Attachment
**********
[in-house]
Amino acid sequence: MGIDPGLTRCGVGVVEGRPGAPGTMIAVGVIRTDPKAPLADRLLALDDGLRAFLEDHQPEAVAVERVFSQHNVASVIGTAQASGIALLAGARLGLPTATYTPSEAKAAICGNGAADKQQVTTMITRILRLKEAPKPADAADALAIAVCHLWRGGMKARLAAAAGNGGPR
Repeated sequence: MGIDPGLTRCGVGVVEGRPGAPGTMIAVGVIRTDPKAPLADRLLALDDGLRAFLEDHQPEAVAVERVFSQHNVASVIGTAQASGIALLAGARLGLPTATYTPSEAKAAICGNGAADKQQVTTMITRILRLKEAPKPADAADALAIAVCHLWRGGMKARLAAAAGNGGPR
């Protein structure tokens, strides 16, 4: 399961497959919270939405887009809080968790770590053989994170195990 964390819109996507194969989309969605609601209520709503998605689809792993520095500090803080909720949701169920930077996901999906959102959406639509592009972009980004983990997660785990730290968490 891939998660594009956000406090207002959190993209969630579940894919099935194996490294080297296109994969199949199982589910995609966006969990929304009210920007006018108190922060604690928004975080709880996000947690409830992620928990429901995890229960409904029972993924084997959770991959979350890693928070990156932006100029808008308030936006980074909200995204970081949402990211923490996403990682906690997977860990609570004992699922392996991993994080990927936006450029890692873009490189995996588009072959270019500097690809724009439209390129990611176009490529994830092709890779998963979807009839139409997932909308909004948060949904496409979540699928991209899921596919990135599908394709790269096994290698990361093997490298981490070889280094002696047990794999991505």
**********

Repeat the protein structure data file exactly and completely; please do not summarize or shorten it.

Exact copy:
[in-house]
Amino acid sequence: MGIDPGLTRCGVGVVEGRPGAPGTMIAVGVIRTDPKAPLADRLLALDDGLRAFLEDHQPEAVAVERVFSQHNVASVIGTAQASGIALLAGARLGLPTATYTPSEAKAAICGNGAADKQQVTTMITRILRLKEAPKPADAADALAIAVCHLWRGGMKARLAAAAGNGGPR
Repeated sequence: MGIDPGLTRCGVGVVEGRPGAPGTMIAVGVIRTDPKAPLADRLLALDDGLRAFLEDHQPEAVAVERVFSQHNVASVIGTAQASGIALLAGARLGLPTATYTPSEAKAAICGNGAADKQQVTTMITRILRLKEAPKPADAADALAIAVCHLWRGGMKARLAAAAGNGGPR
């Protein structure tokens, strides 16, 4: 399961497959919270939405887009809080968790770590053989994170195990 964390819109996507194969989309969605609601209520709503998605689809792993520095500090803080909720949701169920930077996901999906959102959406639509592009972009980004983990997660785990730290968490 891939998660594009956000406090207002959190993209969630579940894919099935194996490294080297296109994969199949199982589910995609966006969990929304009210920007006018108190922060604690928004975080709880996000947690409830992620928990429901995890229960409904029972993924084997959770991959979350890693928070990156932006100029808008308030936006980074909200995204970081949402990211923490996403990682906690997977860990609570004992699922392996991993994080990927936006450029890692873009490189995996588009072959270019500097690809724009439209390129990611176009490529994830092709890779998963979807009839139409997932909308909004948060949904496409979540699928991209899921596919990135599908394709790269096994290698990361093997490298981490070889280094002696047990794999991505």